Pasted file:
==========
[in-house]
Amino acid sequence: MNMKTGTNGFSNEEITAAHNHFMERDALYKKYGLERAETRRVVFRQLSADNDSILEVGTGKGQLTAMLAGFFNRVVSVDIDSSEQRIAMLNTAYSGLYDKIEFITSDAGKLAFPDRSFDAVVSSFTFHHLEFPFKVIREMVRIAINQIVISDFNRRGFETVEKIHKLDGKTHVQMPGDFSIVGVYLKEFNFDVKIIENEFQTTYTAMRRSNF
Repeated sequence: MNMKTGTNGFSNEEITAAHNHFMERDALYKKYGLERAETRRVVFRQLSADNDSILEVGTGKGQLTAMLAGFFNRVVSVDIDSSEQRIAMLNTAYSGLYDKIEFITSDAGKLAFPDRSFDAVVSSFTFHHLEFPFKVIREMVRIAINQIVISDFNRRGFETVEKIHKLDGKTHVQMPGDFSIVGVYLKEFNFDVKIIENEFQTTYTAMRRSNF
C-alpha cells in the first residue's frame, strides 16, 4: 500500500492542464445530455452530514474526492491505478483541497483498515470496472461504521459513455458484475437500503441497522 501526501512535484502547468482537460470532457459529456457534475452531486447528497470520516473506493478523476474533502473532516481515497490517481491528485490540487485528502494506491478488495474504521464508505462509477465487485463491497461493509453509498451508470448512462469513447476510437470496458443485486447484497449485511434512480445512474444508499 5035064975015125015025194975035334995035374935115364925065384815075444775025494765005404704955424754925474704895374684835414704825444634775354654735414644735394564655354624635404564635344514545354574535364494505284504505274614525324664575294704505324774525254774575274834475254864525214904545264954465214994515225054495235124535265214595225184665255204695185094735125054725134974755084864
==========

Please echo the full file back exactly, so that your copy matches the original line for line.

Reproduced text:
[in-house]
Amino acid sequence: MNMKTGTNGFSNEEITAAHNHFMERDALYKKYGLERAETRRVVFRQLSADNDSILEVGTGKGQLTAMLAGFFNRVVSVDIDSSEQRIAMLNTAYSGLYDKIEFITSDAGKLAFPDRSFDAVVSSFTFHHLEFPFKVIREMVRIAINQIVISDFNRRGFETVEKIHKLDGKTHVQMPGDFSIVGVYLKEFNFDVKIIENEFQTTYTAMRRSNF
Repeated sequence: MNMKTGTNGFSNEEITAAHNHFMERDALYKKYGLERAETRRVVFRQLSADNDSILEVGTGKGQLTAMLAGFFNRVVSVDIDSSEQRIAMLNTAYSGLYDKIEFITSDAGKLAFPDRSFDAVVSSFTFHHLEFPFKVIREMVRIAINQIVISDFNRRGFETVEKIHKLDGKTHVQMPGDFSIVGVYLKEFNFDVKIIENEFQTTYTAMRRSNF
C-alpha cells in the first residue's frame, strides 16, 4: 500500500492542464445530455452530514474526492491505478483541497483498515470496472461504521459513455458484475437500503441497522 501526501512535484502547468482537460470532457459529456457534475452531486447528497470520516473506493478523476474533502473532516481515497490517481491528485490540487485528502494506491478488495474504521464508505462509477465487485463491497461493509453509498451508470448512462469513447476510437470496458443485486447484497449485511434512480445512474444508499 5035064975015125015025194975035334995035374935115364925065384815075444775025494765005404704955424754925474704895374684835414704825444634775354654735414644735394564655354624635404564635344514545354574535364494505284504505274614525324664575294704505324774525254774575274834475254864525214904545264954465214994515225054495235124535265214595225184665255204695185094735125054725134974755084864